Many writers new to the game, however, think that "hotter" means "more". To be honest, I think the publishers are partly responsible for this misconception, with their "flames" ratings. When Totally Bound introduced their "sexometer", I objected strenuously (though I was overruled). I don't think counting sex scenes tells you anything about a book's erotic content.

    Meanwhile, I've had romance authors guesting on my blog apologize to me because their work wasn't explicit enough. Jeez! I tell them, if it's what your story needs, it's enough.

  3. I agree with Lisabet that new erotica writers--who may well be new at reading explicit sex, too--get carried away with pouring out whatever they can imagine in their wildest fantasies without building a frame and context for what they're writing. And that's what they see so many other writers doing, often for free, online, so they figure that's how it's supposed to be. As an editor I do sometimes find myself skimming the sexy bits--especially if they're very long, protracted bits--to see if there's anything else there to interest me.

  4. I don't read much erotica, but what appeals most to me is a story where the sex drives the plot. Sometimes sex IS the plot. I like that. But I also love porn and hate romance, so who the hell am I?

  5. I've been reading these two huge antholigies by Alberto Manguel called "The Gates of Paradise". Those are exactly the kind of stories I aspire to write, and the thing is they don;t have a lot of sex scenes. Some not at all. I think its because the stories have more to do with the mystery of erotiism, how people experience that longing rather than endless plumbing. I guess it just varies from person to person.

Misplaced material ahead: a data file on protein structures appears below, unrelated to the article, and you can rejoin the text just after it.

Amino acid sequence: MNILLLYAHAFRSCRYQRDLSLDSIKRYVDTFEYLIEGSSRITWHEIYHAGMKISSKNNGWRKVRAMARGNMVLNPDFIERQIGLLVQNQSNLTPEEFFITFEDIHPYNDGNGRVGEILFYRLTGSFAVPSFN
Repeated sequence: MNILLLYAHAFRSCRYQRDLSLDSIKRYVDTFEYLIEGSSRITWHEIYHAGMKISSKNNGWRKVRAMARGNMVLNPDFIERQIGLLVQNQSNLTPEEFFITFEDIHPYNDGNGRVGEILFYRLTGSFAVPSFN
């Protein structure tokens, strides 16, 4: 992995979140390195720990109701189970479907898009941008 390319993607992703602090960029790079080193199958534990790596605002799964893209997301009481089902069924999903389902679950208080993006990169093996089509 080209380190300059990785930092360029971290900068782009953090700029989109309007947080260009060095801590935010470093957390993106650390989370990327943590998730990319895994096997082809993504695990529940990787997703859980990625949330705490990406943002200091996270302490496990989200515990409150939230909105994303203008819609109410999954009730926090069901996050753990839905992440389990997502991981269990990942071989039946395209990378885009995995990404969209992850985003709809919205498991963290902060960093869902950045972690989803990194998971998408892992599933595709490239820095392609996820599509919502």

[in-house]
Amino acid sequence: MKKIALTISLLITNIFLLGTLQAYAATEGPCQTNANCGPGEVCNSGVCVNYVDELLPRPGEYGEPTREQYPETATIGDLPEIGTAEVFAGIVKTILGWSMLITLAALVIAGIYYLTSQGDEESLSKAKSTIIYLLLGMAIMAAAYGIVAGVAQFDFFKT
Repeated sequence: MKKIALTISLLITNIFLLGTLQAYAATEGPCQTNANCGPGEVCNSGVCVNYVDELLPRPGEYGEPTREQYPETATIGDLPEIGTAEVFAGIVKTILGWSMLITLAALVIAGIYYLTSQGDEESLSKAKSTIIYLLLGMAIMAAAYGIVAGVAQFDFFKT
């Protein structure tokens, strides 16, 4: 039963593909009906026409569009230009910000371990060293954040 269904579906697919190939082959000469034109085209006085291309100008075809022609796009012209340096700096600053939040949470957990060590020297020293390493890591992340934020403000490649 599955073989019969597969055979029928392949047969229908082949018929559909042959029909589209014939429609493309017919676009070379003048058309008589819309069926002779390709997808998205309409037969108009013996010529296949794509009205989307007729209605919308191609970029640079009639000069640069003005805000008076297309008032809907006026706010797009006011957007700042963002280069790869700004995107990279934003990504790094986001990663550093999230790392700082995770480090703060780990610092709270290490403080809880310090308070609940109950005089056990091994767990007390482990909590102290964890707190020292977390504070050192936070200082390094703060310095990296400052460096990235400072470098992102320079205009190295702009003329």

6. I think the key is, as Giselle says, for the sex to be meaningful. I like it to drive the plot or be the plot, and then I'm happy with as much of it as there is. I also enjoy regencies, as I've said before, which often have very little sex. I get the sense that some authors include pages and pages of sex because they think they have to. Personally, I feel like I can tell the difference between sex an author is excited about and sex that's "doing their duty." Just like a lover can tell...

  7. In the movie Idiocracy, the lead lectures everyone at the end of the movie, that in the future, when you go to an Oscar-winning movie called "Fart", you will at least know whose ass it is, and why it's funny. (If you haven't seen the movie, I highly recommend it.)

    That's what I think about sex scenes. I don't like to put up "hot" excerpts on blog chats or loops, because to me the important thing is the lead up to the sex, and the personalities of the people who are having sex. If you don't have any of that, all you have are descriptions of tab A fitting into slot B, and that's totally boring. Even when all I want is a quick one-handed read, I want more than that.